Volume 43, Issue 1 (2014)
Reading Assessment: Reading Fluency, Reading Fluently, and Comprehension—Commentary on the Special Topic
John L. Hosp & Nicole Suchey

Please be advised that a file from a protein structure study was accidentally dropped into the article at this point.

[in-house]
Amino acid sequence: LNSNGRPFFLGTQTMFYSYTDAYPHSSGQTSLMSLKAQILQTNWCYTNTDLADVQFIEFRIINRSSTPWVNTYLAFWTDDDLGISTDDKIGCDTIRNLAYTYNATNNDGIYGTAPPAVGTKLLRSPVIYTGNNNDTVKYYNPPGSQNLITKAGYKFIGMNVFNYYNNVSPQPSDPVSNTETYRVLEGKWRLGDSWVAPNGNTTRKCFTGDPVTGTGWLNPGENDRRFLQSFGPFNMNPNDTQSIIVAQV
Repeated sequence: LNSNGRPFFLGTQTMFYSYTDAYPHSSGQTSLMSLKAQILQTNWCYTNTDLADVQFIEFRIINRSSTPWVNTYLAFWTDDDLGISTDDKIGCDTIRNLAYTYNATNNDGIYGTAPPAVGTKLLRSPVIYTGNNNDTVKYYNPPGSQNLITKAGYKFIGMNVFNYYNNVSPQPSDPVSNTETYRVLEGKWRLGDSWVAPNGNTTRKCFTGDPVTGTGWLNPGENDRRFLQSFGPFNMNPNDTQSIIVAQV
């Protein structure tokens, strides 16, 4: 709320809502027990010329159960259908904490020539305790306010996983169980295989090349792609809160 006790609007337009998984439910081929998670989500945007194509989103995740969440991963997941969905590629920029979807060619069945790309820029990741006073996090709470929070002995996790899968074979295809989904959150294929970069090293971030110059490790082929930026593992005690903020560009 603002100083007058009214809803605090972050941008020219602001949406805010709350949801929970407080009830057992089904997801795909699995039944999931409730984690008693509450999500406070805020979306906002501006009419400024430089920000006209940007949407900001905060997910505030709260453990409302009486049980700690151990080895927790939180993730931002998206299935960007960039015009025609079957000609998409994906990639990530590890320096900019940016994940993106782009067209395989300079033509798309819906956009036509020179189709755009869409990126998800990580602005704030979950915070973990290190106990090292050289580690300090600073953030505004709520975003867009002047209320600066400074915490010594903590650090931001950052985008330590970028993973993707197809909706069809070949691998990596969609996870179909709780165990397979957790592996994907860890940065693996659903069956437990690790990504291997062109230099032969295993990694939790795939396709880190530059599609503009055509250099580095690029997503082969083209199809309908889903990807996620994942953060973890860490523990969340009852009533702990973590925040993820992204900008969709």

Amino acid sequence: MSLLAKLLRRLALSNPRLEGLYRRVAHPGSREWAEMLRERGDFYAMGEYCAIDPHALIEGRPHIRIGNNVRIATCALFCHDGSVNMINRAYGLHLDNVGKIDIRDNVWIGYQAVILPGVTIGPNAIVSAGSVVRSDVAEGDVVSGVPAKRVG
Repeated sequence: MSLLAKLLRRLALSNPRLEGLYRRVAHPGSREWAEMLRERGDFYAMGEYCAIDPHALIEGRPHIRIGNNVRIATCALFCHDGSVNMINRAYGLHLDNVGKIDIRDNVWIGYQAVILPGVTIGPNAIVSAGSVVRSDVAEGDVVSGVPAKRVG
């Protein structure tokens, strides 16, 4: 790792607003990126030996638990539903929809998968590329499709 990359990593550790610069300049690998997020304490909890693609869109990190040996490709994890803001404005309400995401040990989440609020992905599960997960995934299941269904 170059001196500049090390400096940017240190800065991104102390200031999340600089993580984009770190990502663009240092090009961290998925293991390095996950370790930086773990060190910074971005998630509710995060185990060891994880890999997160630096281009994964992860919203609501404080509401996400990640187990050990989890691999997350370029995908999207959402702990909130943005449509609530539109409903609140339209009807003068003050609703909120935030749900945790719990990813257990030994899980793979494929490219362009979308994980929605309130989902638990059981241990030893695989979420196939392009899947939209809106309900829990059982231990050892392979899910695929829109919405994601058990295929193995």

Over the past few decades, reading assessment has been pushed to the forefront of the national discussion about education. The most recent reauthorizations of the Elementary and Secondary Education Act (1994, 2001) made assessment a priority as administrators and teachers are attempting to meet increasing accountability standards, but measuring reading ability is a difficult task (Anderson, 1972; Duke, 2005; Pearson & Hamm, 2005; Sweet, 2005). Part of the difficulty lies in the complexity of the reading process itself. Reading is most often viewed as a multidimensional construct, as suggested by models of reading that focus on different levels of understanding (Davis, 1944, 1968; Kintsch, 2004; Perfetti, 2007). Moreover, reading is a complex process that changes depending on the type of text, purpose for reading, and reading topic (Anderson & Pearson, 1984; Pressley, 2000; RAND Reading Study Group, 2002). The complexity of the reading process makes it challenging to assess exactly what is happening when readers read and understand text.
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